Date: Monday, July 11, 2022, 2:00 – 3:25 PM ET
Please join the Section on Remedies for our 2022 Section Webinar where remedies professors will offer tips on teaching.
Click Here to Watch the Webinar Replay
*Registration is required.
Portia Pedro, Ph.D., J.D., Associate Professor of Law, Boston University School of Law
Portia Pedro, a former public interest litigation fellow who also worked as a litigation associate at Debevoise & Plimpton LLP, joined the full-time faculty of Boston University School of Law as an associate professor in July 2018. She teaches civil procedure, remedies, and critical civil procedure.
Professor Pedro studies the ways in which racial subordination and subordination of other marginalized groups is embedded in civil procedure, remedies, and federal courts. She attempts to identify the marginalizing effects of seemingly technocratic or neutral rules, mechanisms, and doctrines in order to work against inequality that is embedded in the structure of the U.S. legal system. Her forthcoming co-edited book volume, A Guide to Civil Procedure: Integrating Critical Legal Perspectives, will be a resource of critical legal perspectives about civil procedure that focus on issues such as race, sex, gender identity and expression, disability, class, immigration status, and sexual orientation.
During her two years as a litigation associate at Debevoise in New York, Professor Pedro conducted motions practice, second-seated a trial, prepared witnesses for federal investigations, and litigated class action claims. She also practiced law for two years as a John J. Gibbons Fellow in Public Interest and Constitutional Law at Gibbons PC in Newark, New Jersey, where she litigated civil rights claims, negotiated attorneys’ fees, and filed amicus briefs. Professor Pedro co-authored briefs that secured marriage equality for same-sex couples in New Jersey, and she successfully opposed a motion to dismiss the equal protection claims of Muslim plaintiffs in New Jersey who were surveilled by the New York Police Department for their religious beliefs. Prior to her doctoral studies, Pedro served as a clerk to the Honorable Joseph A. Greenaway, Jr., of the United States Court of Appeals for the Third Circuit.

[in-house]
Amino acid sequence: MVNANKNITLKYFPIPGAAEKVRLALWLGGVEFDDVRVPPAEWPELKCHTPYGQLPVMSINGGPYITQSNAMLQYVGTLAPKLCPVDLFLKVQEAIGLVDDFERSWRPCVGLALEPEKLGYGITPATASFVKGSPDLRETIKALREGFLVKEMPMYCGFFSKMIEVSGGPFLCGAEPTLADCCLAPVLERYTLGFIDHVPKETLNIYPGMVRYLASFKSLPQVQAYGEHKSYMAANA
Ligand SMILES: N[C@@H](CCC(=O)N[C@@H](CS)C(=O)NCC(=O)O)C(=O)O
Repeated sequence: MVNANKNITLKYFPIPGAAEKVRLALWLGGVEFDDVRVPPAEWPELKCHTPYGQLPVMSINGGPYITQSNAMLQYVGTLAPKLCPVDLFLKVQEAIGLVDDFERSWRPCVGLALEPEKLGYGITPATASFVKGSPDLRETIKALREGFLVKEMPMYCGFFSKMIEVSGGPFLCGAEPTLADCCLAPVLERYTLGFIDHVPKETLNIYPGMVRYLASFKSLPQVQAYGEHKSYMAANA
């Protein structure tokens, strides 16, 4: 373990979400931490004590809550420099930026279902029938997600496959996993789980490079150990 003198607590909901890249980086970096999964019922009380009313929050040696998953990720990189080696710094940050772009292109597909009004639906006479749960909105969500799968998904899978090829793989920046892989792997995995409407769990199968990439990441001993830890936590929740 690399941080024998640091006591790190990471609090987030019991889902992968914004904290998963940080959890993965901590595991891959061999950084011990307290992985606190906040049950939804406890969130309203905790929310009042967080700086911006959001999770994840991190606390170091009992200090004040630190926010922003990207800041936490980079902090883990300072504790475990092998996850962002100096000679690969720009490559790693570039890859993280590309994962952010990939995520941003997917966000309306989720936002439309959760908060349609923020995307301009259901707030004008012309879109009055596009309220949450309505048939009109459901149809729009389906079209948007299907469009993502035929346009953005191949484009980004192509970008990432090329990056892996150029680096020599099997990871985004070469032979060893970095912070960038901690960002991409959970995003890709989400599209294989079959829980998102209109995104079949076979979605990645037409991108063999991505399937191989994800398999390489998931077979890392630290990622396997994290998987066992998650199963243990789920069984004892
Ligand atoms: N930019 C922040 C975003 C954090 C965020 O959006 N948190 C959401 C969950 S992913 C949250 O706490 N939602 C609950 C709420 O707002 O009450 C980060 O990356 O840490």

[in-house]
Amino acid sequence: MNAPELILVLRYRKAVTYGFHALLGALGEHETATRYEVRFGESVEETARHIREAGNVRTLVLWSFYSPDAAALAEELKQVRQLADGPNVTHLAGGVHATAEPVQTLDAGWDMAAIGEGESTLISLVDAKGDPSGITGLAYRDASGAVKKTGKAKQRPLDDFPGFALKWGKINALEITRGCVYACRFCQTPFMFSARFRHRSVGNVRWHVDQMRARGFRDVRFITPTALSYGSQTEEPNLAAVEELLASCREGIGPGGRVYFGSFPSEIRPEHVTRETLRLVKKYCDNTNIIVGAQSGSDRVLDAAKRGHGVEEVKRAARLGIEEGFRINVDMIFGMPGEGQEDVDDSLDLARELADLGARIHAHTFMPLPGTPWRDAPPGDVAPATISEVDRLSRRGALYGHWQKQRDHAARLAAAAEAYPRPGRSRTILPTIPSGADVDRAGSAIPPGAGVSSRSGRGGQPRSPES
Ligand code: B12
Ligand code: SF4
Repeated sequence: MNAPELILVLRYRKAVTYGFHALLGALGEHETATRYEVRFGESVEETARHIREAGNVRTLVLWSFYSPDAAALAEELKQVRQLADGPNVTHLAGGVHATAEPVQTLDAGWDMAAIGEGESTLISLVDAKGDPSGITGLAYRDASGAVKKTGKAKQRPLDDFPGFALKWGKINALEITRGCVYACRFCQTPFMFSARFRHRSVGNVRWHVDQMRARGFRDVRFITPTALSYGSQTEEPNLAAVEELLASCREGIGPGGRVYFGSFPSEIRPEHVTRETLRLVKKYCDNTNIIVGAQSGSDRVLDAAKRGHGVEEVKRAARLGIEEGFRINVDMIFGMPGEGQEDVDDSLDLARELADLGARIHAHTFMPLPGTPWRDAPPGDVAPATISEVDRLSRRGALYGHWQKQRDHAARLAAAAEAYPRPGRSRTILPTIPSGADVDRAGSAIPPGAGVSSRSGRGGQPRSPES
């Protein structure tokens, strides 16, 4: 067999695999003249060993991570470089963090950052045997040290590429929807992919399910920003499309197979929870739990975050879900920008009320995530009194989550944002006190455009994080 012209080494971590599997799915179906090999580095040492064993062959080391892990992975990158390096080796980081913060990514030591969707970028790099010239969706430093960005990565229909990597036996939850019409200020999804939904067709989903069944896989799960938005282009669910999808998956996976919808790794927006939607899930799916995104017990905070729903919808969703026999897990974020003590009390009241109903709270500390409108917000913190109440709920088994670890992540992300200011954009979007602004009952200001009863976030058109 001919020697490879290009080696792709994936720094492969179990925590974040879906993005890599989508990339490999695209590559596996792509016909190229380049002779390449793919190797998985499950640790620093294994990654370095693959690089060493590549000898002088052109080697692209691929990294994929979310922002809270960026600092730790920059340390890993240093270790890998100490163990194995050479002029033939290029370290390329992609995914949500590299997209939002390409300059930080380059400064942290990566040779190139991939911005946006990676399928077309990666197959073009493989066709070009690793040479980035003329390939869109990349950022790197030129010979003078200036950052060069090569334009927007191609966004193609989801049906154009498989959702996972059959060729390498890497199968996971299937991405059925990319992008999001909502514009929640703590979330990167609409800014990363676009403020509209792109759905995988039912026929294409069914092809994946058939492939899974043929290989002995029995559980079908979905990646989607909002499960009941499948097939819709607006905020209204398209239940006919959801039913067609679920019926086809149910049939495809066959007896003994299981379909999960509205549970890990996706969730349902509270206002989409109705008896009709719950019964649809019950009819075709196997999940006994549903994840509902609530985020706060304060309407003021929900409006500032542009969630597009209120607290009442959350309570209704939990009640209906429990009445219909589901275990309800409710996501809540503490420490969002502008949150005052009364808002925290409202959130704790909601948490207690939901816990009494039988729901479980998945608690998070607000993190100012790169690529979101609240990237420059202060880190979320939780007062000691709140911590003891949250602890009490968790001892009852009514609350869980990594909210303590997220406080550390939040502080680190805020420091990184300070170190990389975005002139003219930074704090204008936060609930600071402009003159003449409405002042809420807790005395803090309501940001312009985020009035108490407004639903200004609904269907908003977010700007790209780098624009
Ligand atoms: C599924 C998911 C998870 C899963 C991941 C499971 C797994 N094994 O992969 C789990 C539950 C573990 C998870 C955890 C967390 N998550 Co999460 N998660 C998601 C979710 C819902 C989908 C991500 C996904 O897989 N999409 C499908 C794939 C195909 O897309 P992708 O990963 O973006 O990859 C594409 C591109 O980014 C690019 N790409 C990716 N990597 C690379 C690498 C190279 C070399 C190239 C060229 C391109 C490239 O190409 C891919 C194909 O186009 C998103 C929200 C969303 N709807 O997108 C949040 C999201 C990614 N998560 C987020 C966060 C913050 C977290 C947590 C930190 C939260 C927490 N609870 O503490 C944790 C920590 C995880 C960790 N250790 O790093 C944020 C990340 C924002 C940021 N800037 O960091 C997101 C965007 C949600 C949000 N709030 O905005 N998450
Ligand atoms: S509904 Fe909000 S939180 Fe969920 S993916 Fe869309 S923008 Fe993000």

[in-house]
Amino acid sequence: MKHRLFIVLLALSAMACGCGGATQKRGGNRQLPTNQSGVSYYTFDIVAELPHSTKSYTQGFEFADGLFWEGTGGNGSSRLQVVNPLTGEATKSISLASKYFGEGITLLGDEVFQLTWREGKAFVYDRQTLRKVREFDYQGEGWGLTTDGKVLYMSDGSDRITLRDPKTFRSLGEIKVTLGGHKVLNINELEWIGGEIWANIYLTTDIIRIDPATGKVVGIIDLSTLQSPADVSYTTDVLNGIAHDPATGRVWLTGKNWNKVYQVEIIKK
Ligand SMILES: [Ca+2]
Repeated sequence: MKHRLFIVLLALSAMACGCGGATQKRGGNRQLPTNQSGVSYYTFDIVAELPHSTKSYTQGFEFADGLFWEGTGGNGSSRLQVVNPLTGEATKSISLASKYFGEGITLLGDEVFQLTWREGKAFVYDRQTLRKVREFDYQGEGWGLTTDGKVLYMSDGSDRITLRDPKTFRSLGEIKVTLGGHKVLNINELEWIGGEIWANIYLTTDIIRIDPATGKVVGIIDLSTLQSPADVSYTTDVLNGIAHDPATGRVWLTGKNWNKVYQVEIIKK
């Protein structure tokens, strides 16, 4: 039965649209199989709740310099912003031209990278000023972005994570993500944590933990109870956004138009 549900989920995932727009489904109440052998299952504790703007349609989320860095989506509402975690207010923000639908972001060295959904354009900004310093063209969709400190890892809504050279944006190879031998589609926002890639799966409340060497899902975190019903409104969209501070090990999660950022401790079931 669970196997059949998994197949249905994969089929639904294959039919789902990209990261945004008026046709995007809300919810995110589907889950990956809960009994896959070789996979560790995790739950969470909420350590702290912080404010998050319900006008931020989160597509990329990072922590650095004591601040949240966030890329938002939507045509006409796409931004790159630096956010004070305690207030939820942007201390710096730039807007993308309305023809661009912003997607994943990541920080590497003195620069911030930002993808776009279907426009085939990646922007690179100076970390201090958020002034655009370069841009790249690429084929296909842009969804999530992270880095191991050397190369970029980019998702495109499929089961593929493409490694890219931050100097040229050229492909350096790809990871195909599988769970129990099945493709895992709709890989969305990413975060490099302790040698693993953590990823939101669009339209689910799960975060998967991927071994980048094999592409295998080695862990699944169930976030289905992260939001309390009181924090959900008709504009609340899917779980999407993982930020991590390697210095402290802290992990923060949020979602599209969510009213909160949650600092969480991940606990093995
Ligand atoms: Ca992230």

Professor Pedro is completing her PhD in Law at Yale Law School with a research focus on civil procedure. She holds a JD from Harvard Law School and a BA in International Development Studies from the University of California, Los Angeles. At Harvard Law School, she served as treasurer and vice president of the Harvard Law Review, as an editor of the BlackLetter Law Journal and Harvard Civil Rights-Civil Liberties Law Review, and as Harvard Black Law Students Association’s political chair.
Douglas Laycock is perhaps the nation’s leading authority on the law of religious liberty and also on the law of remedies. He has taught and written about these topics for more than four decades at the University of Chicago, the University of Texas, the University of Michigan and now Virginia.
Laycock has testified frequently before Congress and has argued many cases in the courts, including the U.S. Supreme Court, where he has served as lead counsel in six cases and has also filed influential amicus briefs. He is the author (co-author in the most recent edition) of the leading casebook Modern American Remedies, the award-winning monograph The Death of the Irreparable Injury Rule and many articles in leading law reviews. He co-edited a collection of essays, Same-Sex Marriage and Religious Liberty.
His many writings on religious liberty have been republished in a five-volume collection:
Laycock resigned from the Council and as first vice president of the American Law Institute to become co-reporter for the Restatement (Third) of Torts: Remedies. He is a fellow of the American Academy of Arts and Sciences. He earned his B.A. from Michigan State University and his J.D. from the University of Chicago.